D-I-Y SLI with DFI: Free Performance?

Article Index
D-I-Y SLI with DFI: Free Performance?
Setting up SLI on a non-SLI board
Performance Testing and Conclusion

Product(s): DFI LP UT nForce4 Ultra-D, 2x MSI NX6600GT TD128E

Disclaimer - Do not attempt this mod unless you are totally willing to kill your motherboard and possibly other components plugged into the board.  This requires soldering and should not be attempted unless you are a trained professional.  You WILL void your warranty and be up the creek without a paddle if your board dies.  That being said, it's a pretty cool mod.


Months ago when DFI released their nForce4 Ultra-D series of motherboards, some discoveries were made regarding this board.  It was common knowledge that the board had two 16x PCIe slots and a series of jumpers marked "SLI" but the chip was not capable of SLI as it was the nForce4 Ultra chipset.  Some people discovered that certain drivers would actually enable SLI operations, but nVidia quickly patched those up and "software initiated" SLI was no longer possible.

Reports varied around the web from people who claimed their board could run SLI and others that said it was impossible.  I purchased the nF4 Ultra-D for our test rig hoping that it could be modding into an SLI board, but I was quickly loosing hope.

Different guides surfaced around the web on how to hardware mod your motherboard into an SLI board and hope resurfaced.  After reading a few articles and checking out some pictures, I called Nicao and asked if he was up to soldering my motherboard.

The only fly in the ointment was that I didn't have an SLI bridge, and at the time I wanted to mod the motherboard, that was the only way to achieve SLI.  Since then, nVidia has released drivers that will SLI enable cards even if they aren't connected by the SLI bridge.  This comes at a performance hit, but at least it's available.  I'd been looking around the web for a retail SLI bridge, but the shipping cost of $20+ USD really turned me off.  I put out the plea in our forum and LobbDogg came to the rescue.  He fired off an extra SLI bridge that his dad had laying around and I got it next-day.  Holy cattle - there's a buddy for you!  Thanks.

This article is not going to discuss SLI.  We are assuming that you already have a little bit of knowledge regarding nVidia's Scalable Link Interface.  If you need to be polished up on this tech,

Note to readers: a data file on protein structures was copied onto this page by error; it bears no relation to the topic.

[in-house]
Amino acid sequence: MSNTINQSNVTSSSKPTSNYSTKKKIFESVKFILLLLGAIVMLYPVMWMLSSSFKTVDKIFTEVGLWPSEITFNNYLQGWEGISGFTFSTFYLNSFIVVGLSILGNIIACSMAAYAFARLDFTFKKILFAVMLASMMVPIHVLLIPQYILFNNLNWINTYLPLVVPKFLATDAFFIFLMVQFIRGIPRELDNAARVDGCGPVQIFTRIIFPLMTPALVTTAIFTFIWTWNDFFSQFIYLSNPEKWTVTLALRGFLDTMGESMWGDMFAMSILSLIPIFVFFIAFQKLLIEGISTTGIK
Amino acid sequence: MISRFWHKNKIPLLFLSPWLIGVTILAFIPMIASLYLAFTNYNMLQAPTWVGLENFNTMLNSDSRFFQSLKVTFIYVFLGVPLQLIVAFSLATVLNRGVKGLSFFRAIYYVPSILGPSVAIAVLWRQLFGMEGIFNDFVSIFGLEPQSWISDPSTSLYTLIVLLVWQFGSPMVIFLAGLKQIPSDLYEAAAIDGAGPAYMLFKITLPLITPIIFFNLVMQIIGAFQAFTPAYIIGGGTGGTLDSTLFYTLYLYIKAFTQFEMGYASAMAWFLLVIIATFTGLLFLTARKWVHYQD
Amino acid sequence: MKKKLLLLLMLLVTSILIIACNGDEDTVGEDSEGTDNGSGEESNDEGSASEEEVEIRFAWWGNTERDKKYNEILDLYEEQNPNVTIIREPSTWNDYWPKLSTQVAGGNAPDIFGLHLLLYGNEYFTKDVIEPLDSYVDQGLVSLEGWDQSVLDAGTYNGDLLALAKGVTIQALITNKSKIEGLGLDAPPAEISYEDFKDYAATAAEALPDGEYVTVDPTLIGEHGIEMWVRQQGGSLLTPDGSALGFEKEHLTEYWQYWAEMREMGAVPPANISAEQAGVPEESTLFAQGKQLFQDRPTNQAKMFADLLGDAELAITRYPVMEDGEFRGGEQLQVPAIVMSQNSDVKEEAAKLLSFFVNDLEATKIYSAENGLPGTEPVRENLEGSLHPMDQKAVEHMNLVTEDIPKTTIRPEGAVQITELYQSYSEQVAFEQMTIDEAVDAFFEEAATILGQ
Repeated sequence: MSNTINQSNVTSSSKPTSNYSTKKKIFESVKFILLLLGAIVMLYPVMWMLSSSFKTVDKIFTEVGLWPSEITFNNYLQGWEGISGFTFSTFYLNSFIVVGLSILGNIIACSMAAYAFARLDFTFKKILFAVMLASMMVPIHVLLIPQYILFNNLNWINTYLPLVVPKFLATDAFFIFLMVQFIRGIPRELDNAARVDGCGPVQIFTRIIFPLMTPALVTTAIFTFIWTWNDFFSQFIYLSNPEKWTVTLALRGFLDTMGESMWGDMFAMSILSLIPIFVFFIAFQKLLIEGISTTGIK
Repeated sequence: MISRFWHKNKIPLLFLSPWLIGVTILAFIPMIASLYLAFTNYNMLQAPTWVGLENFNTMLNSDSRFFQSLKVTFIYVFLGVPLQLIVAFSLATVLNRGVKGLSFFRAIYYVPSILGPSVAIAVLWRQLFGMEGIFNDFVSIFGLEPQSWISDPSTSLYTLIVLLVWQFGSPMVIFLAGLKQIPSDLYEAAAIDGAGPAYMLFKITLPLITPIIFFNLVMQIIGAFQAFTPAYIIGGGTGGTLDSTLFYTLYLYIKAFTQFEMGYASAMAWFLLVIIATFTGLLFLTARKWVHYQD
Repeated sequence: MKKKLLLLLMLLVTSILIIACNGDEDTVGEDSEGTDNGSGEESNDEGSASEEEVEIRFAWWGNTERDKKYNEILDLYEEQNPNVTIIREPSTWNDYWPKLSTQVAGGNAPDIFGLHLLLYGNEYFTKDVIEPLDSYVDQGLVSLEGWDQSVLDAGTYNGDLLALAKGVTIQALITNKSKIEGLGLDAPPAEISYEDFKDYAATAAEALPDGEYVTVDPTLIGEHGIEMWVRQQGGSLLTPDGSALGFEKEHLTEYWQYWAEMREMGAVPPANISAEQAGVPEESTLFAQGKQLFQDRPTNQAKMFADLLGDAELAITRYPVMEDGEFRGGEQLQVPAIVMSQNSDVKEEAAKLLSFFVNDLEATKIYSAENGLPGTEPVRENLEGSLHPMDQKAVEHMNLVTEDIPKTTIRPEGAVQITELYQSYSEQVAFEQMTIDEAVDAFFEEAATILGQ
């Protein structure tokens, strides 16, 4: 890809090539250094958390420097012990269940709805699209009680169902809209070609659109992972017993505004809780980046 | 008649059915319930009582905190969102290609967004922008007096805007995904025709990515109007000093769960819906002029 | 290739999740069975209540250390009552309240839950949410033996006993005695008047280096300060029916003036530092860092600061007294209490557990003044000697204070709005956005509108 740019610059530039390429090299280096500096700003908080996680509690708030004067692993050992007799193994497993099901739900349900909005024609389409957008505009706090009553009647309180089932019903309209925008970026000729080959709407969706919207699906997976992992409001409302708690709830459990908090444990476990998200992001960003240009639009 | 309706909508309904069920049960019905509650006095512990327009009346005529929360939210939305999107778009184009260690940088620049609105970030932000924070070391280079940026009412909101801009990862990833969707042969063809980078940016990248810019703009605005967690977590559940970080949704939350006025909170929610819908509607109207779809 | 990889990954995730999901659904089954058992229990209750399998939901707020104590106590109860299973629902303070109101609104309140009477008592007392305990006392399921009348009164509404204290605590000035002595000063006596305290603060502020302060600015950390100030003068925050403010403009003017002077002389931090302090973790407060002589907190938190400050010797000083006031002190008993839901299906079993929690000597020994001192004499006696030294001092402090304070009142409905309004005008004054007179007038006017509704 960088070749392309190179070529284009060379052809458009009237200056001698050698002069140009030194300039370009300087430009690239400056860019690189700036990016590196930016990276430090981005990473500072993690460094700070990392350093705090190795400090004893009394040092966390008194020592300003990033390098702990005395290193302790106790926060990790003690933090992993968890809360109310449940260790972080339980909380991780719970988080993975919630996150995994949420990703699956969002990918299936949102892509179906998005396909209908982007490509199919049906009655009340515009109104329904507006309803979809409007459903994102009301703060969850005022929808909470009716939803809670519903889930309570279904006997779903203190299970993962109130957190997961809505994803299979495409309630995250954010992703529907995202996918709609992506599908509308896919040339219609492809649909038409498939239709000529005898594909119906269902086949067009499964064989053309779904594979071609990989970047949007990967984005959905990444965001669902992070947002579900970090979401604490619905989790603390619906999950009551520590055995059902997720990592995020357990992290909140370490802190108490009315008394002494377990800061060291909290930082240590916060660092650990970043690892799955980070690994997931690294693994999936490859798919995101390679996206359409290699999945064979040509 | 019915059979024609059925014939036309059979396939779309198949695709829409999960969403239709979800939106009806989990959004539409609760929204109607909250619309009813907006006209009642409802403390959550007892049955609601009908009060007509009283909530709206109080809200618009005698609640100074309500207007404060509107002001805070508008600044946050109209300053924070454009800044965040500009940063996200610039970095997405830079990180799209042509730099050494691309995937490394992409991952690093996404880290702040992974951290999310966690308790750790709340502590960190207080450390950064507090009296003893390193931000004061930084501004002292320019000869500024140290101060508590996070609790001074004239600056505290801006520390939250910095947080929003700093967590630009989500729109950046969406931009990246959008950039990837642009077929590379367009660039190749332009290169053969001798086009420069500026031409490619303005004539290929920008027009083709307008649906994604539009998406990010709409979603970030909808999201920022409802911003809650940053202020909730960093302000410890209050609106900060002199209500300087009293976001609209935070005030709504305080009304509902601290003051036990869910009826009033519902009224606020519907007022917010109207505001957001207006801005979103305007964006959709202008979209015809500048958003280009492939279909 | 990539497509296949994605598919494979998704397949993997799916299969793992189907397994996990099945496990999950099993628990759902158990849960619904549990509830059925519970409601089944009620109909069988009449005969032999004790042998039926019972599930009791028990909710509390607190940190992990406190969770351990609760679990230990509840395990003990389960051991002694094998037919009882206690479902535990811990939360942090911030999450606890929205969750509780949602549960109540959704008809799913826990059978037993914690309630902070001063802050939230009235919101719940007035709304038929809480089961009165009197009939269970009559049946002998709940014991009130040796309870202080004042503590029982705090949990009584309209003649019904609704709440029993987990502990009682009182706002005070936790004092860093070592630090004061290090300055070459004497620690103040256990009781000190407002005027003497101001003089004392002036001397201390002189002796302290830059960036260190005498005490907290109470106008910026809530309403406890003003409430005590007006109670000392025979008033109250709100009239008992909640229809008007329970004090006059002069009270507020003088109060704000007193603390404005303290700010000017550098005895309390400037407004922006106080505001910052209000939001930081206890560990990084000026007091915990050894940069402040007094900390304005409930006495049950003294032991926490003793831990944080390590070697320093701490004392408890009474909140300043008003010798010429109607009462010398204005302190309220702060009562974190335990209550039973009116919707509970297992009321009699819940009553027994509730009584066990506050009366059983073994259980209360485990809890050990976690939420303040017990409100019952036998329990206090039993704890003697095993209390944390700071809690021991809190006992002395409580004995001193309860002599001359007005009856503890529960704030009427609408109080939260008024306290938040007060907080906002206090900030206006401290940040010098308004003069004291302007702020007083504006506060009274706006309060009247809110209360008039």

Anandtech does a great job explaining it in their original GeForce 6 SLI article.

The Project:

The purpose of this project and article is to see if we can take a non-SLI motherboard and turn it into an SLI motherboard.  If successful, we will also look at performance of the setup and see how single card, bridgeless SLI (driver based) and hardware based SLI compare.  On to the hacking!

Reports have shown that the only physical different between an nForce 4 Ultra and nForce 4 SLI chipset is that a single trace has been cut.  To enable SLI features, all you have to do is close the trace with a graphite pencil, conductive pen or more permanent - solder.  I'm a cheap guy, so I didn't want to go buy a conductive pen, and graphite seems a little flaky.  I called up Nicao, and asked him if he could do me a small favor.  He repairs motherboards and replaces capacitors almost on a daily basis, so I had a little faith in his ability.

I say a little, because when he actually soldered my chip, I couldn't look.  I was too nervous as this mod could easily wreck my motherboard and it definately voids your warranty.

nForce 4 Ultra Chipset
 nForce 4 Ultra Chipset

+Solder = nForce 4 SLI Chipset
+ Solder =  nForce 4 SLI Chipset

I recommend you click the above thumbnails, then click the picture that pops up again to view full size.  The chips is quite small, and it takes a steady hand to solder those points.

In reality, it took longer to set up the camera to take the above pictures than it did for Nicao to solder the contact points.  In less than a minute we were ready to fire it up and see if it would post.  We dropped in some RAM, and a killer 2MB PCI graphics card in case anything blew up.  After pluggin in the power, I fired it up and was was met with this boot screen:


I guess it really is that easy.  Wow.

On the next page we're going to look and see if Windows likes the new SLI chipset and see how to set up a SLI system for some benchmarks.